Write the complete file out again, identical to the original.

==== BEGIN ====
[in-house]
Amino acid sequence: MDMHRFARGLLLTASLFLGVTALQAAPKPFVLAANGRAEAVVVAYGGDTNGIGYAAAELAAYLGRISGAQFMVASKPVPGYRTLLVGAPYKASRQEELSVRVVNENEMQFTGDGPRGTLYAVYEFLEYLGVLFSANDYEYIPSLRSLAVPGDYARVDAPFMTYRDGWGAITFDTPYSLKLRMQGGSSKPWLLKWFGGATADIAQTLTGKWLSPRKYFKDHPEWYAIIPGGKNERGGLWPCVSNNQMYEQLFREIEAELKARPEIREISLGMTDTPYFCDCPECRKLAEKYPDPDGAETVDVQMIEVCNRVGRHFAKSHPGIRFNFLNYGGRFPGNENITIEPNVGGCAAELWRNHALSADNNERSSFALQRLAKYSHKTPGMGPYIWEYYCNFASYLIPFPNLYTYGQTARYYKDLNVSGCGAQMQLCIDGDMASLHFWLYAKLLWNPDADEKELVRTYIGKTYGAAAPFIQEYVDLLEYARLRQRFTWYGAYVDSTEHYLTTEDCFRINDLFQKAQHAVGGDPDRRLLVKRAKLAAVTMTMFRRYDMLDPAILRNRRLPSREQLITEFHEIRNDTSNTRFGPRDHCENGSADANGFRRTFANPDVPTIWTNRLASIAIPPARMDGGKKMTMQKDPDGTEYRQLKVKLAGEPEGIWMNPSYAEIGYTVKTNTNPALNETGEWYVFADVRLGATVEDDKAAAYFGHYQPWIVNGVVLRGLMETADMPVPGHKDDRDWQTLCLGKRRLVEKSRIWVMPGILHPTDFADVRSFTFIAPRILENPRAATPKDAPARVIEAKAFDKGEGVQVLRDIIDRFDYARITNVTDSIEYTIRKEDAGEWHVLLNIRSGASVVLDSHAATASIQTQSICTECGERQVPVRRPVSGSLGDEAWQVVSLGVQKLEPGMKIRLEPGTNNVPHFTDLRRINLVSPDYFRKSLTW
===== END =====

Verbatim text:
[in-house]
Amino acid sequence: MDMHRFARGLLLTASLFLGVTALQAAPKPFVLAANGRAEAVVVAYGGDTNGIGYAAAELAAYLGRISGAQFMVASKPVPGYRTLLVGAPYKASRQEELSVRVVNENEMQFTGDGPRGTLYAVYEFLEYLGVLFSANDYEYIPSLRSLAVPGDYARVDAPFMTYRDGWGAITFDTPYSLKLRMQGGSSKPWLLKWFGGATADIAQTLTGKWLSPRKYFKDHPEWYAIIPGGKNERGGLWPCVSNNQMYEQLFREIEAELKARPEIREISLGMTDTPYFCDCPECRKLAEKYPDPDGAETVDVQMIEVCNRVGRHFAKSHPGIRFNFLNYGGRFPGNENITIEPNVGGCAAELWRNHALSADNNERSSFALQRLAKYSHKTPGMGPYIWEYYCNFASYLIPFPNLYTYGQTARYYKDLNVSGCGAQMQLCIDGDMASLHFWLYAKLLWNPDADEKELVRTYIGKTYGAAAPFIQEYVDLLEYARLRQRFTWYGAYVDSTEHYLTTEDCFRINDLFQKAQHAVGGDPDRRLLVKRAKLAAVTMTMFRRYDMLDPAILRNRRLPSREQLITEFHEIRNDTSNTRFGPRDHCENGSADANGFRRTFANPDVPTIWTNRLASIAIPPARMDGGKKMTMQKDPDGTEYRQLKVKLAGEPEGIWMNPSYAEIGYTVKTNTNPALNETGEWYVFADVRLGATVEDDKAAAYFGHYQPWIVNGVVLRGLMETADMPVPGHKDDRDWQTLCLGKRRLVEKSRIWVMPGILHPTDFADVRSFTFIAPRILENPRAATPKDAPARVIEAKAFDKGEGVQVLRDIIDRFDYARITNVTDSIEYTIRKEDAGEWHVLLNIRSGASVVLDSHAATASIQTQSICTECGERQVPVRRPVSGSLGDEAWQVVSLGVQKLEPGMKIRLEPGTNNVPHFTDLRRINLVSPDYFRKSLTW